Elizabeth McIntosh - Why I Paint
Exploring the creative processes of tomorrow's artists today - as featured in Vitamin P3
Using repetition of basic forms and pure saturated colour, Elizabeth McIntosh has been exploring abstraction for over twenty years. Moving beyond the conventions established by modernist abstract painting, she is seemingly unconcerned with trying to ‘resolve’ the image. Instead, she provides an open-ended response to traditional hard-edged abstraction. Teetering between finished and unfinished, figurative and abstract, raw and refined, there is something tangible about McIntosh’s paintings despite the fact that shapes linger without resolution.
For McIntosh, painting is a deliberately undefined journey. She works in a spirit of play where aesthetic development is not contingent on beginnings or ends, but is continually renewing itself. The decisions she makes are formed through an instinctive process that varies from painting to painting. McIntosh often begins by priming the canvas with either white base coat or occasionally black gesso, progressively filling the surface with coloured shapes until it is enveloped in pigment. From this starting point, she goes on to apply numerous subsequent layers and over-painted forms. Here, the Vitamin P3-featured painter tells us what interests, inspires and spurs her on.
Who are you? I am an artist, mom, teacher living and working in Vancouver.
What’s on your mind right now? Black Lives Matter.
How do you get this stuff out? I am having a dilemma thinking about my work in relation to the rest of the world. Painting is a solitary activity; it requires hours alone and a lot of reflection. That’s what I like about it. It’s a way to live my life but the distance between what I am thinking about politically and what I am doing in the studio is difficult to navigate. The world is very loud right now. Painting is a coded language but evidence of the human touch in painting is a big communicator – maybe that’s how it can redeem itself.
How does it fit together? The body of work that I just finished comes from a collage process and it employs many different vocabularies and approaches to painting. I am quoting from an archive of historical painting that I have been building over the last several years, but now I am also taking and reiterating parts of my own past work as well as incorporating drawings of my family based on photos of the minutiae of everyday life. Some of the paintings read as ambiguous or disjointed narratives while others are a play on traditional abstraction – push and pull, positive and negative space. The inclusion of figurative elements confuses the reading.
The paintings were difficult and challenging to make – each one a puzzle that had to be worked out in its own particular way. I am very excited about the new autobiographical content – I have been known as an abstract painter for so long, but it feels right to include something from my life in a more direct way – even though ultimately those parts still read as very abstract. In the process of making this work I have developed a whole new system that combines all of my longtime interests like pattern, geometry, collage, biography, and discovering new things in older painting. This allows for intuition, which gets stronger with experience. It’s new and at this point feels limitless.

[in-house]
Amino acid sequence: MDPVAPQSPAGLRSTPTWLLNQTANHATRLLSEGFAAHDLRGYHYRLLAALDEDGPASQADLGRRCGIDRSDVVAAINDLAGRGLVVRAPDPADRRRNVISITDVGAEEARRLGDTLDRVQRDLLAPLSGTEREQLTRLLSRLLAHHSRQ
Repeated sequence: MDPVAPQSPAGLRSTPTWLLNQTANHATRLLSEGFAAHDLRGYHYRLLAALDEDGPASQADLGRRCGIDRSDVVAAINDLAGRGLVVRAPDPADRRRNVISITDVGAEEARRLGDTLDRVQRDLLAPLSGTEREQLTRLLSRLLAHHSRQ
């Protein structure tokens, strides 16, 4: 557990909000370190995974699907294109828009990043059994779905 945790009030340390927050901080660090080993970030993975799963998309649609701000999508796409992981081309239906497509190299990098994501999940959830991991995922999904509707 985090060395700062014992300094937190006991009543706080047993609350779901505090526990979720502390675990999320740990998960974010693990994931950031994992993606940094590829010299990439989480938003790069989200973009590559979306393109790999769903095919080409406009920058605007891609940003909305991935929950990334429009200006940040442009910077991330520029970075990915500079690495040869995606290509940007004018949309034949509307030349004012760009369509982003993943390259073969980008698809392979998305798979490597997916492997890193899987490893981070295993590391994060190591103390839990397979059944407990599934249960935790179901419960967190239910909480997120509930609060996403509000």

What brought you to this point? Years of working it out in the studio. Failure.
Can you control it? That’s a great question. Control and counterpoint are both very important to my process. I gain control and then loosen it. I want to control it but I also want to approach it with total abandonment – it is a tug of war between the two. I find that when I exert too much control over the work my next move is to let go and make a body of work that is less proscribed. It’s a compression and release that seems to alternate between bodies of work. If I am working with restraint I feel an actual physical build up of energy in my body that has to come out somehow – and in those moments very loose gestural painting is satisfying.
Have you ever destroyed one of your paintings? I have destroyed many paintings. I used to work on each painting until it resolved itself, which lead to many layers and a lot of reworking. Those paintings were formed by building a history of decisions within each separate painting starting with a blank canvas. Sometimes the paintings did not resolve themselves or the surface just became too overworked and dead at which point I would have to destroy it. For my show Bricks are Heavy at CANADA in New York in September – my motto was ‘fresh’ I wanted the paint to look like it landed on the canvas all by itself, so anything that looked belaboured just had to go.
What’s next for you, and what’s next for painting? I will be working on a mural that will be a 450 feet high by 30 feet wide. It will run up the side of a building in downtown Vancouver. I am also working on a set for a ballet next year. I am very optimistic about painting - there is so much interesting painting being made right now. Painting is a survivor so even if the attention of the art world turns away for a while it will fortify and develop interesting tangents during hibernation.
Vitamin P3 New Perspectives In Painting is the third in an ongoing series that began with Vitamin P in 2002 and Vitamin P2 in 2011. For each book, distinguished critics, curators, museum directors and other contemporary art experts are invited to nominate artists who have made significant and innovative contributions to painting. The series in general, and Vitamin P3 in particular, is probably the best way to become an instant expert on tomorrrow's painting stars today.
Find out more about Vitamin P3 New Perspectives In Painting here. Check back for another Why I Paint interview with a Vitamin P3-featured artist tomorrow. Finally, be sure to check out more of Elizabeth McIntosh's work here.